Tom Roberts of Black Dog Books has just published this new collection of all the stories Robert Leslie Bellem wrote for the pulp SPICY WESTERN. These are just the sort of colorful, action-packed Western yarns that I really enjoy, so I was glad to write the introduction to the volume. Check it out.
For the past thirty years, Stephen Mertz has been one of the top authors of action and adventure novels in the business, and he makes a welcome return with DRAGON GAMES, a thriller just published by Five Star.
Set in Beijing during the 2008 Summer Olympics, this novel features a large, well-drawn cast of characters and several interweaving plotlines, all of which wind up involving in one way or another Taggart McCall, one of the agents for the international force that’s been put together to provide security for the Olympics. McCall is a former member of the U.S. Secret Service with some dark clouds in his past and a pressing personal problem in the present: he’s been having severe chest pains and thinks he may be on the verge of dying from a heart attack at any moment. That’s certainly not the best situation for a hero who has to run around battling bad guys, solving murders, and uncovering sinister plots that threaten the stability of the entire world.
Taggart McCall is one of the most likable protagonists you’ll run across in a thriller, and almost as good is Kelly Jackson, a member of the U.S. gymnastics team with problems of her own. Mertz neatly avoids the trap of forcing a romance between McCall and the less-than-half-his-age Kelly. In fact, before the book is over he manages to upend a lot of the reader’s expectations, as the plot takes more than one unexpected twist and turn.
Smoothly written and fast-paced, DRAGON GAMES is a very entertaining novel. It has plenty of plot without being overstuffed and overwritten like some modern thrillers. Mertz still has the knack of keeping the reader turning the pages, and that’s the mark of a great storyteller. Highly recommended.
This is another of those movies I’d never heard of, and as it turns out, maybe with good reason. It’s the story of a young man who murders his parents when he’s 15, is tried as a juvenile, and gets off with three years of detention in a juvenile facility because he was on heavy doses of antidepressants when he committed the crime. When he turns 18, he’s released, but the cop who investigated the case (Russell Crowe) thinks he’s actually a psychopath and will kill again.
The kid takes off on a road trip, accompanied by a 16-year-old girl who’s obsessed with him and may be crazier than he is. The cop follows them, hoping to catch the kid in the act of trying to kill somebody else so justice will finally be done.
That’s not a bad set-up, but unfortunately this is one of those movies where there’s thirty minutes worth of plot and an hour and a half of brooding. It’s well-acted and there’s the occasional nice line, but that doesn’t make up for the glacial pace. Grim, psychological “thrillers” like this may fascinate some viewers, but I’m not one of them. I didn’t like TENDERNESS at all.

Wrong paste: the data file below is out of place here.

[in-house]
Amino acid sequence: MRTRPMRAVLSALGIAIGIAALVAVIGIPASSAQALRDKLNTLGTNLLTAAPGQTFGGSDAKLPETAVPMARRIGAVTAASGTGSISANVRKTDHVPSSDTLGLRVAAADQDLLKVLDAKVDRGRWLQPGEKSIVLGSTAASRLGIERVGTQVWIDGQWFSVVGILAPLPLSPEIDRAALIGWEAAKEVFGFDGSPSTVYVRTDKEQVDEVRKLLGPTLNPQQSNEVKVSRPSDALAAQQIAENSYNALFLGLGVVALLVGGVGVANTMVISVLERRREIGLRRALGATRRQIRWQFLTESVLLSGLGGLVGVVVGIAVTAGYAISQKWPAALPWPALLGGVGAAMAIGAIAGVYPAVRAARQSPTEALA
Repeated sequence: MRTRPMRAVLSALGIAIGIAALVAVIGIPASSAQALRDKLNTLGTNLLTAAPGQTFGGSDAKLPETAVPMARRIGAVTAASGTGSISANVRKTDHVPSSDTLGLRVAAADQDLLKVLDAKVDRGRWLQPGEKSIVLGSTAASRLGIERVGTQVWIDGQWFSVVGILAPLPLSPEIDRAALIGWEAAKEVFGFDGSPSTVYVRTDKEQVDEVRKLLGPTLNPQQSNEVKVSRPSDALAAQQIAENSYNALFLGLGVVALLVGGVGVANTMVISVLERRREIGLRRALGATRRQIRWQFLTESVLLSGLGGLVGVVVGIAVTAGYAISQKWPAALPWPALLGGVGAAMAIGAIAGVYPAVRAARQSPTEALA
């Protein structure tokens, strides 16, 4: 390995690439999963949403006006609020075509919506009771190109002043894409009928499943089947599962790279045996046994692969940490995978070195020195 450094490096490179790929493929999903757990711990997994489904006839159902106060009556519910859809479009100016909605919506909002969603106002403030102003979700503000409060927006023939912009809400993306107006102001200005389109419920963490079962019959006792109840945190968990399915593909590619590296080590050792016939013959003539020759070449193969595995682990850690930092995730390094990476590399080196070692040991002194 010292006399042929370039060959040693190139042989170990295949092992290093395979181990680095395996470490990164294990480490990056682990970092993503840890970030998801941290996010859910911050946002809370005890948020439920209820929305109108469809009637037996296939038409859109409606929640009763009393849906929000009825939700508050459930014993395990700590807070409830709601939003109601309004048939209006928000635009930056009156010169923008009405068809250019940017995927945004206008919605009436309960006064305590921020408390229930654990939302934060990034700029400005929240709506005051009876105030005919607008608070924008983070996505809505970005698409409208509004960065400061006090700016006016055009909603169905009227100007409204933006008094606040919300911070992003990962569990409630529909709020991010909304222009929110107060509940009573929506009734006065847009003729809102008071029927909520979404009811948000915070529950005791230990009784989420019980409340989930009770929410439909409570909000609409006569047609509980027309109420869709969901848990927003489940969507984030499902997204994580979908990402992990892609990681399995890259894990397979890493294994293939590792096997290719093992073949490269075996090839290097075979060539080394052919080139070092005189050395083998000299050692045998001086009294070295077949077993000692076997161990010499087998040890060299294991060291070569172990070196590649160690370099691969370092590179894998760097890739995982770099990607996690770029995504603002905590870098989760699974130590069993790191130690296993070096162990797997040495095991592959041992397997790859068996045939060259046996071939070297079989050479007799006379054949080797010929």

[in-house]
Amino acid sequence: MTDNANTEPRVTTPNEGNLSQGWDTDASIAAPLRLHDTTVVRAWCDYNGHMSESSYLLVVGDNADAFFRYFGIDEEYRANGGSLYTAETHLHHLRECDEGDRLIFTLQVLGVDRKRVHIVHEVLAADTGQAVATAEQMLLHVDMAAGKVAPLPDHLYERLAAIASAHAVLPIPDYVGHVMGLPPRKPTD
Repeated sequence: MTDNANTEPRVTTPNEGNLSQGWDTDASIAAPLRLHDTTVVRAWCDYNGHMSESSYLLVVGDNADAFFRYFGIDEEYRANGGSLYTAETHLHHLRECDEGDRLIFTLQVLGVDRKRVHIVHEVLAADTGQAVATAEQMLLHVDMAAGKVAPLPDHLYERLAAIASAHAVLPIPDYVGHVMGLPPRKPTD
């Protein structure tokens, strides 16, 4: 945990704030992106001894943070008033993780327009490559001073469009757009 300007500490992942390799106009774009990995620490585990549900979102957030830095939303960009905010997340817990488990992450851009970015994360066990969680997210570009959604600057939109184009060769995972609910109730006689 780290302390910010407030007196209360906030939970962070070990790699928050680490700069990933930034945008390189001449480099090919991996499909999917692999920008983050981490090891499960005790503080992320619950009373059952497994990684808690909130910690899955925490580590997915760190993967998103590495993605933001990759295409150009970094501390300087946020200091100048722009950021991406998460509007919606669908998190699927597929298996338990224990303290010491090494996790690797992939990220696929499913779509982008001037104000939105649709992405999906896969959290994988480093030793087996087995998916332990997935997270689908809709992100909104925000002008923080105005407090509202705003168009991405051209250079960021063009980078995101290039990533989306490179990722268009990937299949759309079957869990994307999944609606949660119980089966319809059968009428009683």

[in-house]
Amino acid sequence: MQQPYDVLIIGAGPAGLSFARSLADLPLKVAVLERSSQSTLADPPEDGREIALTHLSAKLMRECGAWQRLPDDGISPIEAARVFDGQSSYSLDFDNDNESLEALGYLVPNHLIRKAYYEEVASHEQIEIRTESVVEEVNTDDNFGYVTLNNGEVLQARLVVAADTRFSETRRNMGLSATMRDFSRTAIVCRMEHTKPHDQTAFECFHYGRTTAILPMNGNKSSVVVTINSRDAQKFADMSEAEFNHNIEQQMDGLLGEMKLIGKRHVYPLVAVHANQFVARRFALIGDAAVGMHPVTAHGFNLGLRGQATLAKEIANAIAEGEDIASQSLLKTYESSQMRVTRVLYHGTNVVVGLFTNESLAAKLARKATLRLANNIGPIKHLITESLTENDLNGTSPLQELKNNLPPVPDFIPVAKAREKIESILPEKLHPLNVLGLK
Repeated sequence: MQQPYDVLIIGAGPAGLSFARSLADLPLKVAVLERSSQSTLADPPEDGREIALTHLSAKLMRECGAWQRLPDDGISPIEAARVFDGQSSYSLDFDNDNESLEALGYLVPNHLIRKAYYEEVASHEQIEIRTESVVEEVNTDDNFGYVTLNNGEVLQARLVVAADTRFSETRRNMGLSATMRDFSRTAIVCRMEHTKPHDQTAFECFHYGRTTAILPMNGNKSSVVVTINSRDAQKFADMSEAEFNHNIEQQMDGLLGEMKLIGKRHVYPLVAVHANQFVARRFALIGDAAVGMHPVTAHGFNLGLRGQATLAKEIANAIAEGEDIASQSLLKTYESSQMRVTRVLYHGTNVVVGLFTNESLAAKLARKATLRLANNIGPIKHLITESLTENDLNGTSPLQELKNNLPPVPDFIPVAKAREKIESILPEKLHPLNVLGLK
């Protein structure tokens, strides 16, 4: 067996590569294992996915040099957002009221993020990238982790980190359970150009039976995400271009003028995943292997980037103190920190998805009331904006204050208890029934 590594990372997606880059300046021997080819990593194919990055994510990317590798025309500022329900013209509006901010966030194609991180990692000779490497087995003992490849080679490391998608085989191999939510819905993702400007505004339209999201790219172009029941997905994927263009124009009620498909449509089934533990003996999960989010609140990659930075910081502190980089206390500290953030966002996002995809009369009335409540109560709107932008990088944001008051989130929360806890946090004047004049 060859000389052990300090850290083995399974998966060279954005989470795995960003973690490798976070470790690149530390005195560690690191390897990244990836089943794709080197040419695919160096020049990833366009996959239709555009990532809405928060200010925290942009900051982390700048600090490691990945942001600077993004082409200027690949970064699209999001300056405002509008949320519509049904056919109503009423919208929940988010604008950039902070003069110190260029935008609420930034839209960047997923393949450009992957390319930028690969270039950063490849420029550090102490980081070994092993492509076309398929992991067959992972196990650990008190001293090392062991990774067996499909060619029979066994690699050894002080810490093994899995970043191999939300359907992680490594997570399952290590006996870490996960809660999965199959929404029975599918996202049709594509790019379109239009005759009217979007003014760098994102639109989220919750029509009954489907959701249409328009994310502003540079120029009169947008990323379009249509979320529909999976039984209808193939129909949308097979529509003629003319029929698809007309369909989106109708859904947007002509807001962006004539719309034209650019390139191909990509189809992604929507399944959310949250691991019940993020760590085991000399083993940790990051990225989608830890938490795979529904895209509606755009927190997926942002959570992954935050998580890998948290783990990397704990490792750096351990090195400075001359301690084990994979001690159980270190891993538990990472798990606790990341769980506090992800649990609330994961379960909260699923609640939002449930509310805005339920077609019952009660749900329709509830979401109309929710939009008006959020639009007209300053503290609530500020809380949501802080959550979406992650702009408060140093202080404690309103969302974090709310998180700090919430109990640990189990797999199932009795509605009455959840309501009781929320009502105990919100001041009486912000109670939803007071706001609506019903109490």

Like SHADY LADY and CONTRABAND, NO WINGS ON A COP is another novel published under Cleve F. Adams’s name that was actually expanded by Robert Leslie Bellem from an Adams pulp story into a novel. Bellem and Adams were good friends, and I seem to recall reading that Bellem wrote those novels as a favor to Adams’s widow. Of course, I imagine Bellem got a cut of the money, too. If I’m wrong about any of that, I hope someone who knows more about the situation will correct me. Also, I’m not sure which Adams story served as the basis for this book. It might be “Clean Sweep”, from the August 24, 1940 issue of DETECTIVE FICTION WEEKLY, which, according to the Fictionmags Index, features police lieutenant John J. Shannon, the hero of NO WINGS ON A COP. If anyone knows for sure, again please let us know in the comments.
With that bit of background out of the way, how is NO WINGS ON A COP as a novel? Pretty darned good, that’s what it is. When the story opens, Lt. Shannon’s boss and good friend, Captain Grady, has already been murdered, and the killing has been pinned on gambler Floyd Duquesne, who evidently had been paying off Grady for protection. Shannon doesn’t believe that his friend was crooked, of course, and sets out to find the real killer. Almost as soon as he begins his investigation, though, somebody plants a bomb in his car. Shannon survives the explosion, but his left arm is broken, so for the rest of the book he’s going around with his arm in a cast and a sling, which proves pretty inconvenient at times but ultimately comes in handy on at least one occasion.
All the action in the book takes place in less than twenty-four hours, and it’s a whirlwind pace, as you might expect. Shannon clashes with the acting chief of police (the regular chief is out of town), gets kicked off the force, gets hit on the head and knocked out, trades banter with his girlfriend, who’s a beautiful model, has a couple of shootouts with hired killers, has a beautiful redheaded stripper try to seduce him, and runs up against an assortment of crooked cops, corrupt politicians, big-time gamblers, and dangerous hoodlums. It’s all great fun, with a complex plot that Shannon finally sorts out at the end. I’ve been reading this sort of hardboiled detective novel for more than forty years now and still get a big kick out of a good one, which NO WINGS ON A COP certainly is. Bellem’s writing is as smooth and fast and enjoyable as ever, and knowing the background of the book’s authorship gives it an added level of humor. There’s a mention of a cab driver reading an issue of the DAN TURNER, HOLLYWOOD DETECTIVE comic book, some of the characters sit around and drink Vat 69, Turner’s favorite hooch, and Bellem even writes himself into the book as a character, bank officer Robert B. Leslie: “The guy was a middle-aged man with slightly wavy hair, a thickening middle and a mustache of which he seemed inordinately vain.” Although Adams might have been responsible for some of that in the original story, I don’t know. He and Bellem were friends, after all.